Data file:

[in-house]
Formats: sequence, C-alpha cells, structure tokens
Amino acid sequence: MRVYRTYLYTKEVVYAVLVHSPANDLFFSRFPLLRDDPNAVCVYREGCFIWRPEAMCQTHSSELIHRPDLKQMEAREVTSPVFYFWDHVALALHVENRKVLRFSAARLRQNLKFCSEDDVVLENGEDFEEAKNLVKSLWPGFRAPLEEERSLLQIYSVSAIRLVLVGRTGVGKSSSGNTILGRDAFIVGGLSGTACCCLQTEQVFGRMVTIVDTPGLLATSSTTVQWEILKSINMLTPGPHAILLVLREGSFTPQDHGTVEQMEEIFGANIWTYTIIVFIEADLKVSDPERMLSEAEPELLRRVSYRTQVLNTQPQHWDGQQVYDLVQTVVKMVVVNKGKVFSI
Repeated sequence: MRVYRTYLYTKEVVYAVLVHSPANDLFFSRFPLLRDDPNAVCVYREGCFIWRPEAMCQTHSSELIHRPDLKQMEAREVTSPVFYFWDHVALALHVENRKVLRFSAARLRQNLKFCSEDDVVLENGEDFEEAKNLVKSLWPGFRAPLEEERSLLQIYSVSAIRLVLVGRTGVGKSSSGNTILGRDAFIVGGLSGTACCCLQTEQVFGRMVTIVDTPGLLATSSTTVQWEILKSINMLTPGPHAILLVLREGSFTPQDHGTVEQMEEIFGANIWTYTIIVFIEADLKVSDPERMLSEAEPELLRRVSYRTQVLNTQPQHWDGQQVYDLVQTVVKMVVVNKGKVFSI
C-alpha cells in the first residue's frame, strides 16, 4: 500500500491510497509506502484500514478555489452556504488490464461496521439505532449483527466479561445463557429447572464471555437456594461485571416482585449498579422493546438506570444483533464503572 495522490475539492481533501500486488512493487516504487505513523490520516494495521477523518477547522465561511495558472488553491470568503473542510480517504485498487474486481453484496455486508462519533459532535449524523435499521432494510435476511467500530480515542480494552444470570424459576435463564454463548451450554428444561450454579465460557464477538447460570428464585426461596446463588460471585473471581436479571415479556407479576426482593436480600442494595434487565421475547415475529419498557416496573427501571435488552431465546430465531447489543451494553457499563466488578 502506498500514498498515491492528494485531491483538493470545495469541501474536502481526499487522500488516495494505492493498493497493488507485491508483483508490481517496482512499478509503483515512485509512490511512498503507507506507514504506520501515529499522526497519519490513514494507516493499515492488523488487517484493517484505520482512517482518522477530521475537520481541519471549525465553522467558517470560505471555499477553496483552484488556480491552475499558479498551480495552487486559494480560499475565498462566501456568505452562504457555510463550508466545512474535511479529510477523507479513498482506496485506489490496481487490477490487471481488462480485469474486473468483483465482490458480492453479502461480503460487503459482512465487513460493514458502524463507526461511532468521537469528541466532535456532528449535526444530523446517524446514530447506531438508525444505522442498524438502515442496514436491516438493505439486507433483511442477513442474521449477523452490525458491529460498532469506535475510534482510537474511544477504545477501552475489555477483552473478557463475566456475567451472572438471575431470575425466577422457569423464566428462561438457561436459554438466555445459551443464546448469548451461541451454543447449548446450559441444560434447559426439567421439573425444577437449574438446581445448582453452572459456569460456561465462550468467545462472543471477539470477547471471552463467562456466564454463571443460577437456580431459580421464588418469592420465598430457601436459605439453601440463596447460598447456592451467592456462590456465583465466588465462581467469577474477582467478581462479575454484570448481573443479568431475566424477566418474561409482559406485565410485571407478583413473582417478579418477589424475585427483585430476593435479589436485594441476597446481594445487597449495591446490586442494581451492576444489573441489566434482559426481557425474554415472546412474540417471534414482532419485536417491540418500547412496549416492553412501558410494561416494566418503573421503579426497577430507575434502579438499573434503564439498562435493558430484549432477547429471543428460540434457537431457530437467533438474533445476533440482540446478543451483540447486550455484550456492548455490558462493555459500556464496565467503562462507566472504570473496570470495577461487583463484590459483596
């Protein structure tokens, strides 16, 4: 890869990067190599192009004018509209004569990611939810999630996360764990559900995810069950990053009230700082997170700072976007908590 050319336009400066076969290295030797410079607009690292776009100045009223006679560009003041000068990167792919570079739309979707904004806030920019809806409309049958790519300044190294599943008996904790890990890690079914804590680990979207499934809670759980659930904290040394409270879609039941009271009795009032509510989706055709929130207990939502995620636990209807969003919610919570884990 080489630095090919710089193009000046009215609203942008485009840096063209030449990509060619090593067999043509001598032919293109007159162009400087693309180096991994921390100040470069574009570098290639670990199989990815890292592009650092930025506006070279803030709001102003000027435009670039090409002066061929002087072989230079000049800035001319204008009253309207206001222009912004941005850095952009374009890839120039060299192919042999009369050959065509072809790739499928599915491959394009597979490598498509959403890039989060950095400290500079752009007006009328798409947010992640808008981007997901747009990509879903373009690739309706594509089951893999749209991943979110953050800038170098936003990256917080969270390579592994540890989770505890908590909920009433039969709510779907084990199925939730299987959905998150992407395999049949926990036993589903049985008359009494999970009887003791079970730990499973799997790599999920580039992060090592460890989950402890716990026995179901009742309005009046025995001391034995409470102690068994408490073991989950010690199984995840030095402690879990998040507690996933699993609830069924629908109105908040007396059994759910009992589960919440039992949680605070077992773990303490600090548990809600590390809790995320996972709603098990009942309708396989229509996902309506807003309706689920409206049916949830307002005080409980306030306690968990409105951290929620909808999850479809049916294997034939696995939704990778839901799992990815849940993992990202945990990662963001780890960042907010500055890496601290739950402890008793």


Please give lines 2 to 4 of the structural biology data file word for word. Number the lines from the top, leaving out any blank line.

Formats: sequence, C-alpha cells, structure tokens
Amino acid sequence: MRVYRTYLYTKEVVYAVLVHSPANDLFFSRFPLLRDDPNAVCVYREGCFIWRPEAMCQTHSSELIHRPDLKQMEAREVTSPVFYFWDHVALALHVENRKVLRFSAARLRQNLKFCSEDDVVLENGEDFEEAKNLVKSLWPGFRAPLEEERSLLQIYSVSAIRLVLVGRTGVGKSSSGNTILGRDAFIVGGLSGTACCCLQTEQVFGRMVTIVDTPGLLATSSTTVQWEILKSINMLTPGPHAILLVLREGSFTPQDHGTVEQMEEIFGANIWTYTIIVFIEADLKVSDPERMLSEAEPELLRRVSYRTQVLNTQPQHWDGQQVYDLVQTVVKMVVVNKGKVFSI
Repeated sequence: MRVYRTYLYTKEVVYAVLVHSPANDLFFSRFPLLRDDPNAVCVYREGCFIWRPEAMCQTHSSELIHRPDLKQMEAREVTSPVFYFWDHVALALHVENRKVLRFSAARLRQNLKFCSEDDVVLENGEDFEEAKNLVKSLWPGFRAPLEEERSLLQIYSVSAIRLVLVGRTGVGKSSSGNTILGRDAFIVGGLSGTACCCLQTEQVFGRMVTIVDTPGLLATSSTTVQWEILKSINMLTPGPHAILLVLREGSFTPQDHGTVEQMEEIFGANIWTYTIIVFIEADLKVSDPERMLSEAEPELLRRVSYRTQVLNTQPQHWDGQQVYDLVQTVVKMVVVNKGKVFSI